Since a given packet can result in two different responses, depending on the state the corresponding port is in, the aforementioned packets can be leveraged for the purpose of TCP port scanning. Any packet that doesn't have the ACK bit set -- and is not a SYN or RST packet -- could be leveraged to elicit one of the two possible behaviors described above. When the probe packet doesn't have any TCP flags set, the scanning technique is considered a TCP NULL scan. When the probe packet has only the FIN, or finish, bit set, the technique is referred to as a TCP FIN scan. And when only the FIN, PSH (push) and URG (urgent) bits are set in the probe packet, the technique is said to be a XMAS scan. While the scanning technique names vary depending on which flags are set in the TCP probe packet, all three techniques leverage the same TCP processing rules.

One possible advantage of these techniques when compared to the connect or SYN scans is they allow the port scan to work even when a filtering device prevents incoming connections by dropping SYN packets. As with the SYN scan, a target node cannot assume the received probe packets have a forged source address or not -- particularly when decoy traffic is employed.

On the other hand, a possible shortcoming of these techniques is the incorrect interpretation of ports. For example, since one of the two possible outcomes for a scanned port is a dropped probe packet for an open port, a dropped packet resulting from network congestion -- or other reasons -- may be incorrectly interpreted as a corresponding open port. Additionally, in order to detect a packet drop, the scanning tool would typically need to wait for a longer period of time than if a positive answer were received to indicate an open port.

Because these scanning techniques require the scanning tool to send crafted TCP packets, the scanning tool will typically need to run with superuser privileges. However, as already noted for the SYN scan, this typically doesn't present a challenge.

Using Nmap, the FIN scan can be invoked as follows:

# nmap -sF example.com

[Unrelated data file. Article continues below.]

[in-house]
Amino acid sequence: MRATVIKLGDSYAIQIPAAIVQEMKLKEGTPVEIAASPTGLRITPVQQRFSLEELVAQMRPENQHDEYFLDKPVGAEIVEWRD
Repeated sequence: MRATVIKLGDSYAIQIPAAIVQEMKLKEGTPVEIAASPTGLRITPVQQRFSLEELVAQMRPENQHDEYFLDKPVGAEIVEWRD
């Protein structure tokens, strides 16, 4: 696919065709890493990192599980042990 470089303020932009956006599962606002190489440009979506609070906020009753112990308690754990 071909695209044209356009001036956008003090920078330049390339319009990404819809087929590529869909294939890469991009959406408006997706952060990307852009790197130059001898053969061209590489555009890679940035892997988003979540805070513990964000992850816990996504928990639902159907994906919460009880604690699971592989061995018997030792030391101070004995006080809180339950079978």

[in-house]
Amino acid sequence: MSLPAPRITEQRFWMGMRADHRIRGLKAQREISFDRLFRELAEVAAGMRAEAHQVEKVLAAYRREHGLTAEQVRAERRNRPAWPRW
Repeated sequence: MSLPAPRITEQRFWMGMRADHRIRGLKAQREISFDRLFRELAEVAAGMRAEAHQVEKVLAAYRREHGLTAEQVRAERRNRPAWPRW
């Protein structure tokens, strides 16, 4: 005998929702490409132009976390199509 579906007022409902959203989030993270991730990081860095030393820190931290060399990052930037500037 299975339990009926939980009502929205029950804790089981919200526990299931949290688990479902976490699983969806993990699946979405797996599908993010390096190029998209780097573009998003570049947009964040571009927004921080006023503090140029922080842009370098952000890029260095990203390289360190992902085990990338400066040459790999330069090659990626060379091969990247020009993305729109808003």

The NULL and XMAS scans can be invoked with the "-sN" and "-sX", respectively, instead of the "-sF" option used to indicate a FIN scan.

The ACK scan

The ACK scan is not really a port-scanning technique, but rather a technique aimed at determining whether a given port is filtered or not. When a packet with only the ACK bit is sent to a target port, there are two possible outcomes, depending on whether the port is filtered or not:

  • Unfiltered -- i.e., the port is open or closed. An RST packet is sent in response to the probe packet.
  • Filtered. No response is sent in response to the probe packet.

Typically, when connections to a given port are prohibited by dropping incoming SYN packets, they are dropped silently, whether the port is open or closed. However, ACK packets will still elicit a response and help determine the type of packet filtering that is preventing incoming connection requests.

As with the other scanning techniques that involve crafted TCP probe packets, the identity of the scanning node can be easily concealed, particularly when decoy traffic is employed -- as with Nmap's "-D" option -- during the port scan.

Finally, since the ACK scan requires the scanning tool to send crafted TCP packets, the tool will typically have to run with superuser privileges. Once again, however, this rarely creates a problem.

To run an ACK scan using Nmap, plug in the following:

# nmap -sA example.com

Conclusion

While most networking and security professionals are familiar with TCP port scanning, the details behind different port-scanning techniques and their associated applicability are rarely understood. This article has explained the theory behind each of the different TCP port-scanning techniques, so networking and security professionals can identify and leverage the scanning techniques that better suit their needs for different scenarios. While all the examples in this article employ Nmap, they are all implemented in any popular scanning tools -- including the scan6 tool of SI6 Networks' IPv6 Toolkit.

Next Steps

Optimizing TCP traffic across the WAN

Why TCP traffic spikes should sound an alarm

New security considerations in era of NFV

This was last published in November 2016